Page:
The big issue of annual leave requests in the Summer.
The summer is finally here, British Summer Time has already begun, and schools and colleges across the country are now on the countdown until the big summer break.
That’s great if you work in the academic sector and have an academic calendar, but what about the thousands (if not millions) of businesses who don’t?
Annual leave requests for July and August (other than Christmas) significantly increase. Parents juggling childcare are usually first to hand in their requests with many colleagues soon following – simply because it’s summer!
So how do businesses manage the influx of annual leave requests fairly without impacting on operations?
Follow our 5 Simple Ways to Manage Summer Holiday Requests
Step 1 Annual Leave Policy
It sounds simple, but having a structured annual policy in place is the first rule for managing annual leave fairly.
Whether you are a start-up, small business or global organisation, having an annual leave policy should be one of the first things you administer – after all, every employee is entitled to annual leave.
Whatever annual leave entitlement your organisation offers, ensure it is documented. Do all full-time employees have the same amount of holidays? Does your business operate weekends and bank holidays, and therefore request annual leave to be taken at different times? Are you an accountancy practice that requires annual leave not to be taken at the end of March/beginning of April due to the fiscal calendar? Whatever policy you have, ensure it is documented.
7 Considerations to think about when formulating an annual leave policy;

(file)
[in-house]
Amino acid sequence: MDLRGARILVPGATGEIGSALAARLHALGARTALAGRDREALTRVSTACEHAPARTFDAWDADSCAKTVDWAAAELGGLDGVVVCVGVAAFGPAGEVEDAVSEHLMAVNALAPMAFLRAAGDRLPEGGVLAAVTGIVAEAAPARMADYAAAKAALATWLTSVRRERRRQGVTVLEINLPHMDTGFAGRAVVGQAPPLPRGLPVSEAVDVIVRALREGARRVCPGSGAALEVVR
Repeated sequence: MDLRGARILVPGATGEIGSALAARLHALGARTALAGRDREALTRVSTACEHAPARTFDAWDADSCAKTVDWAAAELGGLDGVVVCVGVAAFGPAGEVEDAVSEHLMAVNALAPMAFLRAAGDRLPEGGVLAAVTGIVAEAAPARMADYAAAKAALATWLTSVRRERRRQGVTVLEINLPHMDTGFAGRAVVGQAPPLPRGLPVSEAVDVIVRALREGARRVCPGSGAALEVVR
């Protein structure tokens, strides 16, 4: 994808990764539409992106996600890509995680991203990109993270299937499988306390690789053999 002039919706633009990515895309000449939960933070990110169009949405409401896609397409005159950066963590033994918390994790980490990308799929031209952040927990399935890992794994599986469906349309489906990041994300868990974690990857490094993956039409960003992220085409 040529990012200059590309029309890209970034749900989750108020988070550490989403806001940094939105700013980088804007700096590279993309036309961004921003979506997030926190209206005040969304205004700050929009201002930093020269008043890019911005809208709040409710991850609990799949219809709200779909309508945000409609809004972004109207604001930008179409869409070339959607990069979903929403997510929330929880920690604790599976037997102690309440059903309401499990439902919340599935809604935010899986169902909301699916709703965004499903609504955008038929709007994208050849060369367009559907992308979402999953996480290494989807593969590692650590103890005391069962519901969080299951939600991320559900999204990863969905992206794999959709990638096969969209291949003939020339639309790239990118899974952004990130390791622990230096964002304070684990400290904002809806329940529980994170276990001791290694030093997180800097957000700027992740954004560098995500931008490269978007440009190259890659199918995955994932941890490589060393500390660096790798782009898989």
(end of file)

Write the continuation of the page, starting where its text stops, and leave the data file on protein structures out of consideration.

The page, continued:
1) The UK statutory holiday entitlement including Bank Holidays is 28 days (if a standard five day week is worked)
2) As an employer, you can choose to pay for additional days as an enhanced employee benefit, but it is not a requirement.
3) Consider whether annual leave increases due to the length of service.
4) Consider part-time and irregular hours workers; holiday entitlements need to be pro-rata.
5) Consider your operations and your peak periods of activity, do you want annual leave to be taken during your busiest week? Holiday entitlement can be restricted outside of these times. Employees are not automatically entitled to choose when their annual leave is taken.
6) Consider how many employees could be on annual leave at any time and set a maximum to ensure the business impact is significantly lessened.
7) Set a notice period, if you have written that all annual leave requires a minimum of xx days before submission, you will allow yourself time to reflect on the business needs before approving.
Step 2 Consider the business objectives and deliverables
If all, or most of your employees requested the same two weeks off over Summer, could you manage? Could your business operate with minimal effect to delivery? If so, then use it to your advantage. For example, many manufacturing industries have a ‘two-week’ shut down period in the summer. The reason being the industry is quiet and reliant on a supply chain. Therefore it is easier to give annual leave if the business is quiet both from a customer and a supply chain perspective.
If your business is completely the reverse and has its peak trading periods during the summer, this again might be something to consider in the annual leave policy. Employees do not have an automatic right to choose when they have annual leave.